Dead Snow

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Dead Snow

“There is...an evil presence,” murmurs the arctic wanderer, barging in on Dead Snow’s ski cabin of hard-partying medical students. (Yes, you’ve seen this one before.) Let’s paraphrase: Woods-dwelling cannibals would be awful enough. But what about zombies? Nazi zombies. Also, they’re searching for a chest of looted gold that happens to be stashed in your basement. They want that, too. So Nazi zombies who feel economically cheated. There.

Norway’s Dead Snow throws it all at you, and as its Third Reich terrors finally claw their way out of the powder—complete with decaying flesh designed by an inspired crew of technicians—you’ll chuckle at the histrionic premise. But the real evil presence haunting this increasingly tiresome zom-com is that of Sam Raimi, who, as bad timing would have it, is enjoying a goo-laden renaissance with Drag Me to Hell. If you remember lantern-jawed Bruce Campbell committing an unspeakably funny bit of self-surgery in Raimi’s Evil Dead II (involving a chain saw and a copy of A Farewell to Arms), perhaps you’ll laugh at the same thing happening in Dead Snow. This time, it’s less witty.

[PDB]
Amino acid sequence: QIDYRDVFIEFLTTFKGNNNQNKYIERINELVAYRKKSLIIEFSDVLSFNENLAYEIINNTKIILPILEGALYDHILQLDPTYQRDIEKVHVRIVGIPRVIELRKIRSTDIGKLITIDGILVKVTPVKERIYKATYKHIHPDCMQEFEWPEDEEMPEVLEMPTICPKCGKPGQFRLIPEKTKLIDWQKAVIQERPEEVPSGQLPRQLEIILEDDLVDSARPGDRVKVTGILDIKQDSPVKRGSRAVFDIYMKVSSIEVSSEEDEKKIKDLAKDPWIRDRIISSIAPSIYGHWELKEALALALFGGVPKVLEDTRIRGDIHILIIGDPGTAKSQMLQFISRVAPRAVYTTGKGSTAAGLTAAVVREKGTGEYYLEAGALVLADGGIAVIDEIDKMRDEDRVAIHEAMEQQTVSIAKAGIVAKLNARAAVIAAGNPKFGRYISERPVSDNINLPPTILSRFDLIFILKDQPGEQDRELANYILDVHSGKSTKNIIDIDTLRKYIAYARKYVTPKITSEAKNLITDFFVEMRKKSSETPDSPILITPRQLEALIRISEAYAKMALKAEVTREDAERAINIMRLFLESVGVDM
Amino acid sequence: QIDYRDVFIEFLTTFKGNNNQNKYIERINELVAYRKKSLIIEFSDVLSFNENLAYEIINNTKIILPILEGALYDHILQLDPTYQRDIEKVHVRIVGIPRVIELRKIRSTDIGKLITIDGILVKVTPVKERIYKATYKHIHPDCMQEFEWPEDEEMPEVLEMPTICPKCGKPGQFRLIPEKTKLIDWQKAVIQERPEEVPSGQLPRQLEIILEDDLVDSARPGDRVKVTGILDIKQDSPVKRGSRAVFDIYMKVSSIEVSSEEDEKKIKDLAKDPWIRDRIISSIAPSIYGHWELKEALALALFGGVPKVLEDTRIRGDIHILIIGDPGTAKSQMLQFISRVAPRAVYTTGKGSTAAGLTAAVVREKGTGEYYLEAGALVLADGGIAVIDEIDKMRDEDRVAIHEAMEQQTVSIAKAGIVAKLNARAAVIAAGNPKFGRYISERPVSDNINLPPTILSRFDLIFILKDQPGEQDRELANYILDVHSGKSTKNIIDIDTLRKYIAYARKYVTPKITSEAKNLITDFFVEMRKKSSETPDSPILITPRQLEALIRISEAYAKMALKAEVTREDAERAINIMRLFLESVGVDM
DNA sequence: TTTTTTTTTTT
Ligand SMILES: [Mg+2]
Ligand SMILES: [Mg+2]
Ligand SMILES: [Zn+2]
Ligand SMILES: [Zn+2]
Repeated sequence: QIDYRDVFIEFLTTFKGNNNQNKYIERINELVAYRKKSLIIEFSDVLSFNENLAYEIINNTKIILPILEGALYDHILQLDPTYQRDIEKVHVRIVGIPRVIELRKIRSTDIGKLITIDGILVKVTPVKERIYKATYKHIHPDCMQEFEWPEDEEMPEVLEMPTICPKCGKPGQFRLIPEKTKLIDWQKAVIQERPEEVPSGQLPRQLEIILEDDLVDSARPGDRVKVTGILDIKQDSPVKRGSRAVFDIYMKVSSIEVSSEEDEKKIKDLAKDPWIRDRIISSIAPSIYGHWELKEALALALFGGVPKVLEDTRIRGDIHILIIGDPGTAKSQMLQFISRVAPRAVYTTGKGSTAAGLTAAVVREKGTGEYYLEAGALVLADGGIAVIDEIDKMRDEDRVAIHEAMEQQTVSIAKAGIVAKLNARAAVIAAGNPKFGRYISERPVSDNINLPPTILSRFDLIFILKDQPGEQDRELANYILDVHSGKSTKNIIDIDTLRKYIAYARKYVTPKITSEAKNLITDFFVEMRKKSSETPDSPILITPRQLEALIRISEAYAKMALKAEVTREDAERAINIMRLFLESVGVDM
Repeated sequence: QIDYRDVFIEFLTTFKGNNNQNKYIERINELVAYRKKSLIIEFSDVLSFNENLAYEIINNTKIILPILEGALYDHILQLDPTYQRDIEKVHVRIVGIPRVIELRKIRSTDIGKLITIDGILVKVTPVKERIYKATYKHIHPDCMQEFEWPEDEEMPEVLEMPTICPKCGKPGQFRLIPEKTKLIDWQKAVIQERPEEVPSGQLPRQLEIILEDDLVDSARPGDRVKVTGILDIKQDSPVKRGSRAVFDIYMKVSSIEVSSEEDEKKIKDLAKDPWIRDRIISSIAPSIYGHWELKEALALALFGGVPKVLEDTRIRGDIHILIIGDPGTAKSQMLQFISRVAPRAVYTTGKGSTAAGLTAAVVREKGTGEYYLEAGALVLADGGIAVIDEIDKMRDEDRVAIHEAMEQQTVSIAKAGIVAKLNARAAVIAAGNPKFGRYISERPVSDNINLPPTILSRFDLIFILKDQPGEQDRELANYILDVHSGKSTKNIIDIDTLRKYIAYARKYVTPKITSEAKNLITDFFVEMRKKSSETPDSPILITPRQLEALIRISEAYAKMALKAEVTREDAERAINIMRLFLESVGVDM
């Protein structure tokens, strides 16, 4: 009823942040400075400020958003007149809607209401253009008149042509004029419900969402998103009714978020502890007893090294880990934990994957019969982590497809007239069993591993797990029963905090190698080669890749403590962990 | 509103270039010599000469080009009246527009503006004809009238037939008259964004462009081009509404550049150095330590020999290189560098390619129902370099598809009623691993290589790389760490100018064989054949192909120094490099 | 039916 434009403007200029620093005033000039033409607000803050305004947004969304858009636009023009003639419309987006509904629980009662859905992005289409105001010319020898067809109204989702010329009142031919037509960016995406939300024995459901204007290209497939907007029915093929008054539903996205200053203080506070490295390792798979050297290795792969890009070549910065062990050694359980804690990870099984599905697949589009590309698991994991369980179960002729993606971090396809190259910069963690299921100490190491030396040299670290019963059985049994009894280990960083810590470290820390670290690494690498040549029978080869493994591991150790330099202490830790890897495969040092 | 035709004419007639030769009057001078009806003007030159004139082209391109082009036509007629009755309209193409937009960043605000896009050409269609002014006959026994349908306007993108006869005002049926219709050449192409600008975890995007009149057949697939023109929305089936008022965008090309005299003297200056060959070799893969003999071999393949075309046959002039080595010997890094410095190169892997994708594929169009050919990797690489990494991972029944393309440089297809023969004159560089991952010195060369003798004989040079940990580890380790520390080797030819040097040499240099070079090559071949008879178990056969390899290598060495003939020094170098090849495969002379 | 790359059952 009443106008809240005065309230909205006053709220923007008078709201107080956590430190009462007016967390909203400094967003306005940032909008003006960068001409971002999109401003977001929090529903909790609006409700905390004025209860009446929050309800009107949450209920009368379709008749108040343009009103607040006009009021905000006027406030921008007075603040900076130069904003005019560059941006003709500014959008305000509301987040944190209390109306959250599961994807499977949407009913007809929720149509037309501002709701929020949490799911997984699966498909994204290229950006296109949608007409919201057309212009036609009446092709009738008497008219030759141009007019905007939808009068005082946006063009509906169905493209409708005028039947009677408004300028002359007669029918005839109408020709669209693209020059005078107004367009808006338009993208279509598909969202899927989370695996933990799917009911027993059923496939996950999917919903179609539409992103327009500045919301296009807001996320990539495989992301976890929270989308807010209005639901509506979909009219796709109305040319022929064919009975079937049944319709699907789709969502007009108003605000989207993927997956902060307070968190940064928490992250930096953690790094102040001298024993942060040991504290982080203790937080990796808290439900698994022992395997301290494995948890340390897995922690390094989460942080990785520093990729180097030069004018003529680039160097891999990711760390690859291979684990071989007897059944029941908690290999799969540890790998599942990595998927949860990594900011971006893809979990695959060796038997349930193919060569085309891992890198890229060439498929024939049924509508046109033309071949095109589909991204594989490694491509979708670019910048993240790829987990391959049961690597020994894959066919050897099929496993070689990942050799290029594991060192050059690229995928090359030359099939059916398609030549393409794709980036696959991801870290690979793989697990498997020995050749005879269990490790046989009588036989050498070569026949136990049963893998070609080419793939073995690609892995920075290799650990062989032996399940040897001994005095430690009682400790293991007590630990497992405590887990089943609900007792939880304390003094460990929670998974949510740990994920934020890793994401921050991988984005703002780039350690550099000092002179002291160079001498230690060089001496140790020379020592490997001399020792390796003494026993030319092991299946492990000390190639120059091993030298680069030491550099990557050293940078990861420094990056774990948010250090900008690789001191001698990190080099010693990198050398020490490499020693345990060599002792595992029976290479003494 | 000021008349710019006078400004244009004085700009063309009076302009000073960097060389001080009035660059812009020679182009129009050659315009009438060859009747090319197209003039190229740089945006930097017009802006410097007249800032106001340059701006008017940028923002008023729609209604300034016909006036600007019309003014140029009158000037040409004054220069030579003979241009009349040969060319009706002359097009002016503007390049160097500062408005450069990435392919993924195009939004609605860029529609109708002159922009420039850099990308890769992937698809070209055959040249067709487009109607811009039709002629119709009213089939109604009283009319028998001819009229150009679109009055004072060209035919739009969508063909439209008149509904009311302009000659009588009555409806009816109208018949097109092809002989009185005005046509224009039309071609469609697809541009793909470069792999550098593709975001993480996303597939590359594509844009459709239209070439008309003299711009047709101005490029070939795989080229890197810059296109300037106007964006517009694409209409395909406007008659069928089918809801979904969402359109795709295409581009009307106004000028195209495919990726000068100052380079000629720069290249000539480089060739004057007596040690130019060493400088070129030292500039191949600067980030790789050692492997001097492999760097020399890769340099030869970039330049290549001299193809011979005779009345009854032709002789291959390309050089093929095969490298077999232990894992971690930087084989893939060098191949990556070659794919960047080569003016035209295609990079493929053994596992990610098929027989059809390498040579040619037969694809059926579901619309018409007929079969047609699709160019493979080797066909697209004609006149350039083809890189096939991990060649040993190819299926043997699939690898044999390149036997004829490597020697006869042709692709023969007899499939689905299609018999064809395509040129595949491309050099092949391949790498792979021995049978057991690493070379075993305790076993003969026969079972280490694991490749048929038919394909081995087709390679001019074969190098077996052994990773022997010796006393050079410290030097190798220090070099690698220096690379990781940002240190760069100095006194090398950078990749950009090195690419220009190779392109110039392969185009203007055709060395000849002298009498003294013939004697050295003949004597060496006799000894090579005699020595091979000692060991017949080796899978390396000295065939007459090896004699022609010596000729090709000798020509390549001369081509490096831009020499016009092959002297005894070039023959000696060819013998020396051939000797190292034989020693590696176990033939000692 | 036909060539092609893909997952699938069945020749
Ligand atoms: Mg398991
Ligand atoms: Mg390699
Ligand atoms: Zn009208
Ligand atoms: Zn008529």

Antic director Tommy Wirkola, while certainly steeped in today’s shock cuts and Shaun of the Dead’s hyperactive montages, brings zero personal signature to the film. Indeed, his debut was a 2007 parody of Kill Bill (itself a heavily indebted bit of homage). How’s that for meta? Maybe it’s silly to criticize a zombie movie for having that not-so-fresh feeling. Then again, you expect more from Nazi flesh-eaters who want their gold back.—Joshua Rothkopf

Opens Fri; IFC. Find showtimes

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